Mental health, poverty and development
"The biggest enemy of health in the developing world is poverty"
Kofi Annan, former Secretary-General of the United Nations
An overwhelming majority of people with mental and psychosocial disabilities are living in poverty, poor physical health, and are subject to human rights violations.
Mental health issues cannot be considered in isolation from other areas of development, such as education, employment, emergency responses and human rights capacity building.
Development stakeholders - including governments, civil society, bilateral development agencies, research institutions and others - need to ensure that people with mental and psychosocial disabilities benefit from development efforts, just like any other group.
People with mental disabilities as a vulnerable group
People with mental and psychosocial disabilities are a vulnerable group as a result of the way they are treated by society. They are subjected to stigma and discrimination on a daily basis, and they experience extremely high rates of physical and sexual victimization. Frequently, people with mental disabilities encounter restrictions in the exercise of their political and civil rights, and in their ability to participate in public affairs. They also are restricted in their ability to access essential health and social care, including emergency relief services. Most people with mental disabilities face disproportionate barriers in attending school and finding employment. As a result of all these factors, people with mental disability are much more likely to experience disability and die prematurely, compared with the general population.
Vulnerable groups often targeted by development groups also have high rates of mental disabilities. For instance, up to two thirds of people with HIV/AIDS have depression, while rates of mental disability among the homeless can be greater than 50%, but their mental health needs are commonly not addressed.
People with mental disabilities are not only missed by development programmes, but can be actively excluded from these programmes. This is in spite of the fact that an explicit goal of development is to reach the most vulnerable.
Improving development outcomes for people with mental and psychosocial disabilities
A number of principles and actions, consistent with the Convention on the Rights of People with Disabilities, will substantially improve the lives of people with mental and psychosocial disabilities and thus improve development outcomes for these individuals, their families, and their communities.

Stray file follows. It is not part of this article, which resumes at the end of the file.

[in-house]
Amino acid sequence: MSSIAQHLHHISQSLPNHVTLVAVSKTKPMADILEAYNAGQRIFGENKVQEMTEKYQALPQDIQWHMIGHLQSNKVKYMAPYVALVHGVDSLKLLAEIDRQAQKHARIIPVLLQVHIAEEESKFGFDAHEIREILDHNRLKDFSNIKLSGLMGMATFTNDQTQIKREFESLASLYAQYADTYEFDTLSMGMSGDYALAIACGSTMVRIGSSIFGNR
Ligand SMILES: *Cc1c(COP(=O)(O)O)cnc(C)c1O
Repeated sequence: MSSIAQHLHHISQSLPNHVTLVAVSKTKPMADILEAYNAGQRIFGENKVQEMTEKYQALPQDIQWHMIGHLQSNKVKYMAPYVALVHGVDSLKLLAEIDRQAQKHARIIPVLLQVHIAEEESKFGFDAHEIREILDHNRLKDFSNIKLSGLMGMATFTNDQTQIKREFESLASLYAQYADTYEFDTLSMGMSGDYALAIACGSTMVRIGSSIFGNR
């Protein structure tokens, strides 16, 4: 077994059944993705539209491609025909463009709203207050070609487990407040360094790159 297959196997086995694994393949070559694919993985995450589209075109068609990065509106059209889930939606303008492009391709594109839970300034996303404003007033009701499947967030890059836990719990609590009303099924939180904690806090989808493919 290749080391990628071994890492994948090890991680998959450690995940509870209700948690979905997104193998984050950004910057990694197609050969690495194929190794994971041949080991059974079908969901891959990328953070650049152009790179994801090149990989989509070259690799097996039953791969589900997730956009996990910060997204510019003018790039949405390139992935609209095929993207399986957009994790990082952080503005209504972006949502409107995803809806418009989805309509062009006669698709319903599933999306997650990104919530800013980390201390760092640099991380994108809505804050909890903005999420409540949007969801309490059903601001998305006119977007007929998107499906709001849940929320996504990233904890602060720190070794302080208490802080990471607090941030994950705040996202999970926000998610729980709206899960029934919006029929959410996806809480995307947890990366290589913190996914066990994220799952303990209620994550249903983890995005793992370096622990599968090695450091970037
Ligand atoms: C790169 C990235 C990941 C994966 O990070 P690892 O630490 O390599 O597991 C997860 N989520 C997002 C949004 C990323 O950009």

These evidence-based strategies should be integrated into national development and sectoral strategies and plans. Specific actions include:
- Mental health services should be integrated systematically into all health services including primary level care.
- Mental health issues should be integrated into broader health policies, programmes, and partnerships.
- Mental health should be included in services during and after emergencies.
- Mental health issues should be taken into account within social services and housing development.
- Mental health issues should be mainstreamed into education, and children with mental and psychosocial disabilities should be supported to access schooling.
- Employment and income generating opportunities must be created for people with mental and psychosocial disabilities.
- Human rights should be strengthened by developing policies and laws that protect the rights of people with mental and psychosocial disabilities.
- There should be investment in developing the capacity of people with mental and psychosocial disabilities to participate in public affairs, including the support of service user-led movements.
- Development actors should create mechanisms to involve people with mental and psychosocial disabilities in decision-making processes.
- For more information access the WHO report "Mental health and development: Targeting people with mental disability as a vulnerable group"
Mental health policy and service development
Department of Mental Health and Substance Abuse, WHO Geneva.
- Report launch and panel discussion, New York, USA, 16 September 2010
Report launch, Kathmandu, Nepal, 6 December 2010